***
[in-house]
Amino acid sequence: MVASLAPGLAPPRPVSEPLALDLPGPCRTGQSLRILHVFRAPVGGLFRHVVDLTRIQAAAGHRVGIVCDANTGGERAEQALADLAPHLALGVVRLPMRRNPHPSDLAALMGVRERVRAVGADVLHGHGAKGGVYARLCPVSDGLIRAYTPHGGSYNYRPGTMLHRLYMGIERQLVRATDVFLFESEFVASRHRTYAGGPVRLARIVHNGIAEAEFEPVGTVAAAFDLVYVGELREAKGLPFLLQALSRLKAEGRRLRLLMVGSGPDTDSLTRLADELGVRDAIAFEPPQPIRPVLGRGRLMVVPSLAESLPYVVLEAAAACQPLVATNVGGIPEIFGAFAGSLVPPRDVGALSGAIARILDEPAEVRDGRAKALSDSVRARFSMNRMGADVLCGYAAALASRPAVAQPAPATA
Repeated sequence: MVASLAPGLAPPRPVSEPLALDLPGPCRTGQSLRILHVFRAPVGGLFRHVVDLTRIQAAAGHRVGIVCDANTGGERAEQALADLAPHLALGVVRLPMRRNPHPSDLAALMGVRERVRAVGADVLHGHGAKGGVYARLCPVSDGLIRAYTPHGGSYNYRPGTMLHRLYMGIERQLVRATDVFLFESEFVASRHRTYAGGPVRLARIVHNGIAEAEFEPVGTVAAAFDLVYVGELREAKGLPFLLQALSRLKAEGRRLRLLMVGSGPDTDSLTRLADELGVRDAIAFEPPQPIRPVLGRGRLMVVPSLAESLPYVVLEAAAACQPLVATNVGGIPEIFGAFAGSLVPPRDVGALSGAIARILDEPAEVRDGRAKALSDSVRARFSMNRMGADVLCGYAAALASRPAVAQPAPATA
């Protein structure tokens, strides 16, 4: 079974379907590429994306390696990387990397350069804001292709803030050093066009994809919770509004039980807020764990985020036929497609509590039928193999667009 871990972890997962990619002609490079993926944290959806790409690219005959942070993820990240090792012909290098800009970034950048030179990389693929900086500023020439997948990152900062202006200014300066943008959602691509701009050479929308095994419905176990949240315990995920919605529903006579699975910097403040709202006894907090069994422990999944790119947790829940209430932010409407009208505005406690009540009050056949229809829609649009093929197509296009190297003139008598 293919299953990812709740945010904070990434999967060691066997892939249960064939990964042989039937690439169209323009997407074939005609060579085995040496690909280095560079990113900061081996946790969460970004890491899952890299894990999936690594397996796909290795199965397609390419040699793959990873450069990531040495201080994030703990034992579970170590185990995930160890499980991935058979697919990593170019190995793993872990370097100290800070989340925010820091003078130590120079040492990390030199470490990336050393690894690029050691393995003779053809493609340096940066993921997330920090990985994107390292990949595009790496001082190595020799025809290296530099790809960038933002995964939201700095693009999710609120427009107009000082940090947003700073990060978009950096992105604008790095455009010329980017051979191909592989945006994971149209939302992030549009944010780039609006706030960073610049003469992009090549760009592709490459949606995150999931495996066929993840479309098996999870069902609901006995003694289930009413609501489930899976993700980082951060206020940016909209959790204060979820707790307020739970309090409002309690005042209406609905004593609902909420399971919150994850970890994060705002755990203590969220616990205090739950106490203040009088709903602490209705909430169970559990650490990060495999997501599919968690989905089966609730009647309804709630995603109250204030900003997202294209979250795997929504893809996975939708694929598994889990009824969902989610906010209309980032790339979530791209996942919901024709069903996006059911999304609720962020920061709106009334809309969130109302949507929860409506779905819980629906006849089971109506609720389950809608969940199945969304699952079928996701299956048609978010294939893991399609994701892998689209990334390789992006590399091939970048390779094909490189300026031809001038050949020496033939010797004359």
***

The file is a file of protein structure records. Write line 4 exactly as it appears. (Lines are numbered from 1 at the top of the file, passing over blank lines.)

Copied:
């Protein structure tokens, strides 16, 4: 079974379907590429994306390696990387990397350069804001292709803030050093066009994809919770509004039980807020764990985020036929497609509590039928193999667009 871990972890997962990619002609490079993926944290959806790409690219005959942070993820990240090792012909290098800009970034950048030179990389693929900086500023020439997948990152900062202006200014300066943008959602691509701009050479929308095994419905176990949240315990995920919605529903006579699975910097403040709202006894907090069994422990999944790119947790829940209430932010409407009208505005406690009540009050056949229809829609649009093929197509296009190297003139008598 293919299953990812709740945010904070990434999967060691066997892939249960064939990964042989039937690439169209323009997407074939005609060579085995040496690909280095560079990113900061081996946790969460970004890491899952890299894990999936690594397996796909290795199965397609390419040699793959990873450069990531040495201080994030703990034992579970170590185990995930160890499980991935058979697919990593170019190995793993872990370097100290800070989340925010820091003078130590120079040492990390030199470490990336050393690894690029050691393995003779053809493609340096940066993921997330920090990985994107390292990949595009790496001082190595020799025809290296530099790809960038933002995964939201700095693009999710609120427009107009000082940090947003700073990060978009950096992105604008790095455009010329980017051979191909592989945006994971149209939302992030549009944010780039609006706030960073610049003469992009090549760009592709490459949606995150999931495996066929993840479309098996999870069902609901006995003694289930009413609501489930899976993700980082951060206020940016909209959790204060979820707790307020739970309090409002309690005042209406609905004593609902909420399971919150994850970890994060705002755990203590969220616990205090739950106490203040009088709903602490209705909430169970559990650490990060495999997501599919968690989905089966609730009647309804709630995603109250204030900003997202294209979250795997929504893809996975939708694929598994889990009824969902989610906010209309980032790339979530791209996942919901024709069903996006059911999304609720962020920061709106009334809309969130109302949507929860409506779905819980629906006849089971109506609720389950809608969940199945969304699952079928996701299956048609978010294939893991399609994701892998689209990334390789992006590399091939970048390779094909490189300026031809001038050949020496033939010797004359």